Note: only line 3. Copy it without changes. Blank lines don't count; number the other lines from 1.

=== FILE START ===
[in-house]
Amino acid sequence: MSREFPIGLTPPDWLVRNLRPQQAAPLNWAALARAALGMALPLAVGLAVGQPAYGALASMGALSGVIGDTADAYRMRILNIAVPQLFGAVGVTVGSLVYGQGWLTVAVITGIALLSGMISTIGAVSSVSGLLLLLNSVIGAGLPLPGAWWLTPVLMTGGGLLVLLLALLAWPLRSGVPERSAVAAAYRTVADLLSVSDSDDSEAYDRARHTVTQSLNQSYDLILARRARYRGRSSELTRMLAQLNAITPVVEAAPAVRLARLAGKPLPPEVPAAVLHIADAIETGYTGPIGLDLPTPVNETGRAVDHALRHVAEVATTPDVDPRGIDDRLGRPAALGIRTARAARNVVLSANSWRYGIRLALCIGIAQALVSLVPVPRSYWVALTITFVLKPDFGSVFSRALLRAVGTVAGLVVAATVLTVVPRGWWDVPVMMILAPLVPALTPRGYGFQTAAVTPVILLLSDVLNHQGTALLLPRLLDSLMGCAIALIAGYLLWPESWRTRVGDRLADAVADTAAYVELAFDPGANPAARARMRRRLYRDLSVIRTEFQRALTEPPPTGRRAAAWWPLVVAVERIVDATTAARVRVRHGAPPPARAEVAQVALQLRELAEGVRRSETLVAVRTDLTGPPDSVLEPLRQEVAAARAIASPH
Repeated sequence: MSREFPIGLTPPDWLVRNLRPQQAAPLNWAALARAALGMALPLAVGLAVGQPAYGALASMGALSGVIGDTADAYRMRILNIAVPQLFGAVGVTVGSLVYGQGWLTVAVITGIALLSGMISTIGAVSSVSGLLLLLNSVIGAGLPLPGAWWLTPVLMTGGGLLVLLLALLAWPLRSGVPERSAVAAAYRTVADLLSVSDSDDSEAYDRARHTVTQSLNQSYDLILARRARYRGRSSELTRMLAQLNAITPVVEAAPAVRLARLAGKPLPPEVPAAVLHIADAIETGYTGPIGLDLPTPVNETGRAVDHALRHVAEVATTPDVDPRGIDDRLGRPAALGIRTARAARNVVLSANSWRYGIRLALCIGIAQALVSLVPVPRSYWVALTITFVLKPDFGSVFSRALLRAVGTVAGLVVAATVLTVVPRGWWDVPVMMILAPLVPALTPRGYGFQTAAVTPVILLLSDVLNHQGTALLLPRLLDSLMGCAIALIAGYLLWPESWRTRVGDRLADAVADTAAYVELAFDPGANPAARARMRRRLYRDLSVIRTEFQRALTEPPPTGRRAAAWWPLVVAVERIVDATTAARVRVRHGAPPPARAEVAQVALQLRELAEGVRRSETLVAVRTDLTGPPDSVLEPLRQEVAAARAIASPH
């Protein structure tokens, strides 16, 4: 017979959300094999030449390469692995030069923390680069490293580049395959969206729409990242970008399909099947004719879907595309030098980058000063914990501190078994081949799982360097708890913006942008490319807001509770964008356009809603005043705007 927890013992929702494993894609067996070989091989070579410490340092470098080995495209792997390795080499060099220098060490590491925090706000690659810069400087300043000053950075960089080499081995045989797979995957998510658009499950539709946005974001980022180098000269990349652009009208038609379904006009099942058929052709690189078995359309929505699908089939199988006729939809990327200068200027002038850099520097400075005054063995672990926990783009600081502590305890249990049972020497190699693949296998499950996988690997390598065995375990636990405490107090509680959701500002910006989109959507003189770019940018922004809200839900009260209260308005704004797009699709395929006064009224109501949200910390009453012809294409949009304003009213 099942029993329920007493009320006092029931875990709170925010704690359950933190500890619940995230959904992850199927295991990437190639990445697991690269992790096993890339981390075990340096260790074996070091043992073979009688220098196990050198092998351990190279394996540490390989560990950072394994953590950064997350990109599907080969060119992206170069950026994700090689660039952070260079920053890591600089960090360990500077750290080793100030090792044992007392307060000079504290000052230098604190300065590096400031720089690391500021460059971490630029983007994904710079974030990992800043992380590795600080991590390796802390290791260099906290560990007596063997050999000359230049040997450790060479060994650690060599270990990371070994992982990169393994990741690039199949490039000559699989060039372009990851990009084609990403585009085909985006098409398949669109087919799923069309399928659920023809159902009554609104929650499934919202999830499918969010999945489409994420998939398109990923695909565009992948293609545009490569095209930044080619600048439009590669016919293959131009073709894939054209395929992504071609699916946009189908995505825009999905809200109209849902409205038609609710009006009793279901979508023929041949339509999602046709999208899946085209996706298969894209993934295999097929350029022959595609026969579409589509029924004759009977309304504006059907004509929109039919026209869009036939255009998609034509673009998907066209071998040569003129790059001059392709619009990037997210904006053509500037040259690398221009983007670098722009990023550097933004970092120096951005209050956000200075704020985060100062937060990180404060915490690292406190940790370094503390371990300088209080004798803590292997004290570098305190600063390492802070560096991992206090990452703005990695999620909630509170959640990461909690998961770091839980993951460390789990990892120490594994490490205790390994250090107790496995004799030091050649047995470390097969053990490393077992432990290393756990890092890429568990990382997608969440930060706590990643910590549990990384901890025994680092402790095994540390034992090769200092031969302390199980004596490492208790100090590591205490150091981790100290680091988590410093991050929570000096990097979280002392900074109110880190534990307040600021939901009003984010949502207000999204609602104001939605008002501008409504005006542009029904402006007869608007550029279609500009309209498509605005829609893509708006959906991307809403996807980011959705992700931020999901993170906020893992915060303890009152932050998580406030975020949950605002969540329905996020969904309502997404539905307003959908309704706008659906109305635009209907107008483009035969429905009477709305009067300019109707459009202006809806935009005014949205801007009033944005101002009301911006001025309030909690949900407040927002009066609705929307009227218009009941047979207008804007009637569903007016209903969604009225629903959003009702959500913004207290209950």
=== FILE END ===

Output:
Repeated sequence: MSREFPIGLTPPDWLVRNLRPQQAAPLNWAALARAALGMALPLAVGLAVGQPAYGALASMGALSGVIGDTADAYRMRILNIAVPQLFGAVGVTVGSLVYGQGWLTVAVITGIALLSGMISTIGAVSSVSGLLLLLNSVIGAGLPLPGAWWLTPVLMTGGGLLVLLLALLAWPLRSGVPERSAVAAAYRTVADLLSVSDSDDSEAYDRARHTVTQSLNQSYDLILARRARYRGRSSELTRMLAQLNAITPVVEAAPAVRLARLAGKPLPPEVPAAVLHIADAIETGYTGPIGLDLPTPVNETGRAVDHALRHVAEVATTPDVDPRGIDDRLGRPAALGIRTARAARNVVLSANSWRYGIRLALCIGIAQALVSLVPVPRSYWVALTITFVLKPDFGSVFSRALLRAVGTVAGLVVAATVLTVVPRGWWDVPVMMILAPLVPALTPRGYGFQTAAVTPVILLLSDVLNHQGTALLLPRLLDSLMGCAIALIAGYLLWPESWRTRVGDRLADAVADTAAYVELAFDPGANPAARARMRRRLYRDLSVIRTEFQRALTEPPPTGRRAAAWWPLVVAVERIVDATTAARVRVRHGAPPPARAEVAQVALQLRELAEGVRRSETLVAVRTDLTGPPDSVLEPLRQEVAAARAIASPH